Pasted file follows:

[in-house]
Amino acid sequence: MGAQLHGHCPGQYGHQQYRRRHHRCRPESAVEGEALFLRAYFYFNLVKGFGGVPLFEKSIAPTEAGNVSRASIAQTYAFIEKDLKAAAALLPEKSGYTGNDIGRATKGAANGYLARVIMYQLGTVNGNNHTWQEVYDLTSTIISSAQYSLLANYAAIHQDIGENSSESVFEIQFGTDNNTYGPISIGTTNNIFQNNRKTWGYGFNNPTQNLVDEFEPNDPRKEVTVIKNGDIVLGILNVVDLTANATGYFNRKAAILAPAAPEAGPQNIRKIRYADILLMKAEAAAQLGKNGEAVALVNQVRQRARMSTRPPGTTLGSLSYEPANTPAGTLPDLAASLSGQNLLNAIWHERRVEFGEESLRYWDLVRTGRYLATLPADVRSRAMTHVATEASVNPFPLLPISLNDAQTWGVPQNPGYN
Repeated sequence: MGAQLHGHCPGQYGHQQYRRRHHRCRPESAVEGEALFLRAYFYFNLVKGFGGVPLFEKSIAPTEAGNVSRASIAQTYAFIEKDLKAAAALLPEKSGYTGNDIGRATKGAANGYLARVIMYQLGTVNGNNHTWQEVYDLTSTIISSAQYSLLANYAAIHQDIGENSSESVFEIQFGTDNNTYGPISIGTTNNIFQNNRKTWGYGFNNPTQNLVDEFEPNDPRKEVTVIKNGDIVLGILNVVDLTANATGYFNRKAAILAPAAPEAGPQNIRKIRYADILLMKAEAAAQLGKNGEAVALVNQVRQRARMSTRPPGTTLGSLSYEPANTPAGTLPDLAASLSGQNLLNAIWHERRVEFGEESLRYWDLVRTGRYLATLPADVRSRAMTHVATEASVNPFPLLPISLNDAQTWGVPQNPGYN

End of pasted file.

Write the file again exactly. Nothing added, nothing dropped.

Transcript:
[in-house]
Amino acid sequence: MGAQLHGHCPGQYGHQQYRRRHHRCRPESAVEGEALFLRAYFYFNLVKGFGGVPLFEKSIAPTEAGNVSRASIAQTYAFIEKDLKAAAALLPEKSGYTGNDIGRATKGAANGYLARVIMYQLGTVNGNNHTWQEVYDLTSTIISSAQYSLLANYAAIHQDIGENSSESVFEIQFGTDNNTYGPISIGTTNNIFQNNRKTWGYGFNNPTQNLVDEFEPNDPRKEVTVIKNGDIVLGILNVVDLTANATGYFNRKAAILAPAAPEAGPQNIRKIRYADILLMKAEAAAQLGKNGEAVALVNQVRQRARMSTRPPGTTLGSLSYEPANTPAGTLPDLAASLSGQNLLNAIWHERRVEFGEESLRYWDLVRTGRYLATLPADVRSRAMTHVATEASVNPFPLLPISLNDAQTWGVPQNPGYN
Repeated sequence: MGAQLHGHCPGQYGHQQYRRRHHRCRPESAVEGEALFLRAYFYFNLVKGFGGVPLFEKSIAPTEAGNVSRASIAQTYAFIEKDLKAAAALLPEKSGYTGNDIGRATKGAANGYLARVIMYQLGTVNGNNHTWQEVYDLTSTIISSAQYSLLANYAAIHQDIGENSSESVFEIQFGTDNNTYGPISIGTTNNIFQNNRKTWGYGFNNPTQNLVDEFEPNDPRKEVTVIKNGDIVLGILNVVDLTANATGYFNRKAAILAPAAPEAGPQNIRKIRYADILLMKAEAAAQLGKNGEAVALVNQVRQRARMSTRPPGTTLGSLSYEPANTPAGTLPDLAASLSGQNLLNAIWHERRVEFGEESLRYWDLVRTGRYLATLPADVRSRAMTHVATEASVNPFPLLPISLNDAQTWGVPQNPGYN